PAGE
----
School & District Management

Indianapolis Ponders the Post-Zendejas Era

By Bess Keller — October 22, 1997 4 min read

The likely departure of the Indianapolis schools chief amounts to a watershed event for that district. Or not, depending on whom you ask.

Superintendent Esperanza Zendejas announced this month that she plans to step down a year before her contract ends in spring 1999. Ms. Zendejas--who came to Indianapolis in May 1995 with marching orders to boost student achievement--said school board support for her reform efforts was uncertain now and might erode further after a May election, when four of the seven seats are up for grabs.

“It appears unlikely that there will be consensus about reforms essential for the long-range vitality of the system,” she wrote in an Oct. 7 letter to school board President Julie Scott.

The 45-year-old superintendent said she wants to finish out the current school year.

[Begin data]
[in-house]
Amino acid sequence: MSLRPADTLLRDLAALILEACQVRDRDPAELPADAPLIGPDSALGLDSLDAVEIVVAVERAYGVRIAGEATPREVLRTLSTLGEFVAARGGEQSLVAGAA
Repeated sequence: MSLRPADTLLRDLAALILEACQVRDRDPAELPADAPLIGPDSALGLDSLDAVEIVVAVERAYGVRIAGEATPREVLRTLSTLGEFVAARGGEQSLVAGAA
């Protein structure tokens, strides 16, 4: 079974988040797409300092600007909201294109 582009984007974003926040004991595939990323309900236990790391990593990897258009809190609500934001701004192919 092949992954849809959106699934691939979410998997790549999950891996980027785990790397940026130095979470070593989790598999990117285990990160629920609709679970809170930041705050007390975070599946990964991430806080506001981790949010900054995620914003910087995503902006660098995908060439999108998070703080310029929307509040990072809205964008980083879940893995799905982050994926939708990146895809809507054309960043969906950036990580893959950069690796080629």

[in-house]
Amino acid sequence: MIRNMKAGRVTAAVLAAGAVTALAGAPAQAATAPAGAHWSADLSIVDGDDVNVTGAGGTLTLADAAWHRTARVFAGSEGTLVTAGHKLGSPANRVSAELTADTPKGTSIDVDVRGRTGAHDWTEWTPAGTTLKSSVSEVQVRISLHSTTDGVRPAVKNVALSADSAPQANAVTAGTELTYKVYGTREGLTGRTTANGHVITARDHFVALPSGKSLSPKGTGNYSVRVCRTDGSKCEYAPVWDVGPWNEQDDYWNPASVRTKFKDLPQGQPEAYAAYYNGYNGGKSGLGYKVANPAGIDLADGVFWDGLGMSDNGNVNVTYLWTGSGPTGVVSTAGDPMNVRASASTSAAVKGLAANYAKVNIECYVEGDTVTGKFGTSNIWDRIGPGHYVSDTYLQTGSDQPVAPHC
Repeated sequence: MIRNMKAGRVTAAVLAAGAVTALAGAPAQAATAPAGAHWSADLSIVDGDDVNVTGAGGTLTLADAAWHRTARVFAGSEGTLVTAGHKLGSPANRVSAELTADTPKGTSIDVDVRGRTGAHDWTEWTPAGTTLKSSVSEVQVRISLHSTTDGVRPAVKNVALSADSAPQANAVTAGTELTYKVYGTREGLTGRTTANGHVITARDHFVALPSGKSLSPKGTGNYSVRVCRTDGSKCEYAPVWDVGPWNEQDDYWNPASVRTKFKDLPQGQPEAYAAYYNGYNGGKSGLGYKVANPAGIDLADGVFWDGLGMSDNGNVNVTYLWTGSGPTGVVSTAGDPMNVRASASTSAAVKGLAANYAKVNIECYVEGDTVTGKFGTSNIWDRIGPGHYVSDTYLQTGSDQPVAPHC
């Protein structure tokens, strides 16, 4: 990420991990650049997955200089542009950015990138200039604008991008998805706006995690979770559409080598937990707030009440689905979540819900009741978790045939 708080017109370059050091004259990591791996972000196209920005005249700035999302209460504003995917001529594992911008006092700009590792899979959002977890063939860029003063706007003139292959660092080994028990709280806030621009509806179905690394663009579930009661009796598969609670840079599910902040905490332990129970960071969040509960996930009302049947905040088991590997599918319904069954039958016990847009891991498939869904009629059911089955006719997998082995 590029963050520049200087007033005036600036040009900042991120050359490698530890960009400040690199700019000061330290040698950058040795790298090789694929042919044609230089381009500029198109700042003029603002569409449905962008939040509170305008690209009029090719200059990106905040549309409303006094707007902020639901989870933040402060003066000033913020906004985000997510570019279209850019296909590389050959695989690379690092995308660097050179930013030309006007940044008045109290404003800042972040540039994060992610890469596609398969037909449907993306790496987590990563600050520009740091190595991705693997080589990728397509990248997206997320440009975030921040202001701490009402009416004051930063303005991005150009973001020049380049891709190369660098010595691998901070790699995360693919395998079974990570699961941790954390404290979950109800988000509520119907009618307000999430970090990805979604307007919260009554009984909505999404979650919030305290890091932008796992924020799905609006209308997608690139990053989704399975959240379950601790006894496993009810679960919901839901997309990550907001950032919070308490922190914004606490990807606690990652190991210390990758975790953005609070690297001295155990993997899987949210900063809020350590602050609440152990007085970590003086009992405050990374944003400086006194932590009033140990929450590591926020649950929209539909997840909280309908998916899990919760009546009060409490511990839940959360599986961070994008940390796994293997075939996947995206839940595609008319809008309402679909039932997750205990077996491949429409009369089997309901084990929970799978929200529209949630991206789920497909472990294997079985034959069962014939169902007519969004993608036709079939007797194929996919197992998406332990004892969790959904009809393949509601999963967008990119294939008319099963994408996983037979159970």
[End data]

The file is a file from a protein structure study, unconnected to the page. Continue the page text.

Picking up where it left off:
Her two years as the head of the 44,000-student district have been marked by controversy and rocky relations with teachers, parents, and some board members, who say her efforts to hold teachers and principals accountable for school performance have gone too far, too fast.

Belief, Not Just Support

In a telephone interview last week from an office filled with flowers of thanks, Ms. Zendejas acknowledged that the majority of the board has approved most of her reform plans. But votes alone do not provide the level of commitment needed to move the system forward, she said.

“It’s believing in what you are doing, not just support” in the form of votes, she said. “Board members don’t believe in what they are doing.”

Some Indianapolis political, business, and media leaders are portraying Ms. Zendejas’ announcement as a wake-up call the likes of which the struggling district has not heard before.

But school officials and the local teachers’ union contend that Ms. Zendejas’ departure does not doom school reform, although they concede that it could strengthen the hand of Mayor Stephen Goldsmith as he seeks further changes in a school system over which he has little legal control. (“Accountability Is Watchword in Indianapolis,” May 22, 1996.)